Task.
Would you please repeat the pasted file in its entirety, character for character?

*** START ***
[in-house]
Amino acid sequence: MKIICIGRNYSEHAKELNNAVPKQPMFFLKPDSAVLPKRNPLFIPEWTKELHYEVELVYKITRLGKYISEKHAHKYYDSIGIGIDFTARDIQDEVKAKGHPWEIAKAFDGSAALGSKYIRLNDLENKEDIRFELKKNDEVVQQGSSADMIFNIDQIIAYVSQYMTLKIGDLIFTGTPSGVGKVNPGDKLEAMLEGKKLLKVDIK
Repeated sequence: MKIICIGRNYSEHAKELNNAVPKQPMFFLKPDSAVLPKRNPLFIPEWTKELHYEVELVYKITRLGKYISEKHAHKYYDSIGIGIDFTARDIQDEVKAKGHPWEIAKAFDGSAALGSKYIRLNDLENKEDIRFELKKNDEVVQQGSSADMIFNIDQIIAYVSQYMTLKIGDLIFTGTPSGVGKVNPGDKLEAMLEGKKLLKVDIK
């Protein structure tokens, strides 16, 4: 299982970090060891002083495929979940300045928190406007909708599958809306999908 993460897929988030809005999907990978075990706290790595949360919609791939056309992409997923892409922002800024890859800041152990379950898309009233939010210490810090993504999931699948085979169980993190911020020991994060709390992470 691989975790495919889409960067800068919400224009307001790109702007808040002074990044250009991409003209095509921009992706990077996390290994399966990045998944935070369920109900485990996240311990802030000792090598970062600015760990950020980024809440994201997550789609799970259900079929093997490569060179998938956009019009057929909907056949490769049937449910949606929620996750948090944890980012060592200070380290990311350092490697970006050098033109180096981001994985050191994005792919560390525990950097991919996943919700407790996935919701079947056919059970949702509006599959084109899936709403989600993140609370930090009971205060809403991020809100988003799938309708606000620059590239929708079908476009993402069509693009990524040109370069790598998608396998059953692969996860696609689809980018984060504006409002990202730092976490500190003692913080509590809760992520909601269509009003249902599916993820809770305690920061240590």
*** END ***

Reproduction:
[in-house]
Amino acid sequence: MKIICIGRNYSEHAKELNNAVPKQPMFFLKPDSAVLPKRNPLFIPEWTKELHYEVELVYKITRLGKYISEKHAHKYYDSIGIGIDFTARDIQDEVKAKGHPWEIAKAFDGSAALGSKYIRLNDLENKEDIRFELKKNDEVVQQGSSADMIFNIDQIIAYVSQYMTLKIGDLIFTGTPSGVGKVNPGDKLEAMLEGKKLLKVDIK
Repeated sequence: MKIICIGRNYSEHAKELNNAVPKQPMFFLKPDSAVLPKRNPLFIPEWTKELHYEVELVYKITRLGKYISEKHAHKYYDSIGIGIDFTARDIQDEVKAKGHPWEIAKAFDGSAALGSKYIRLNDLENKEDIRFELKKNDEVVQQGSSADMIFNIDQIIAYVSQYMTLKIGDLIFTGTPSGVGKVNPGDKLEAMLEGKKLLKVDIK
């Protein structure tokens, strides 16, 4: 299982970090060891002083495929979940300045928190406007909708599958809306999908 993460897929988030809005999907990978075990706290790595949360919609791939056309992409997923892409922002800024890859800041152990379950898309009233939010210490810090993504999931699948085979169980993190911020020991994060709390992470 691989975790495919889409960067800068919400224009307001790109702007808040002074990044250009991409003209095509921009992706990077996390290994399966990045998944935070369920109900485990996240311990802030000792090598970062600015760990950020980024809440994201997550789609799970259900079929093997490569060179998938956009019009057929909907056949490769049937449910949606929620996750948090944890980012060592200070380290990311350092490697970006050098033109180096981001994985050191994005792919560390525990950097991919996943919700407790996935919701079947056919059970949702509006599959084109899936709403989600993140609370930090009971205060809403991020809100988003799938309708606000620059590239929708079908476009993402069509693009990524040109370069790598998608396998059953692969996860696609689809980018984060504006409002990202730092976490500190003692913080509590809760992520909601269509009003249902599916993820809770305690920061240590």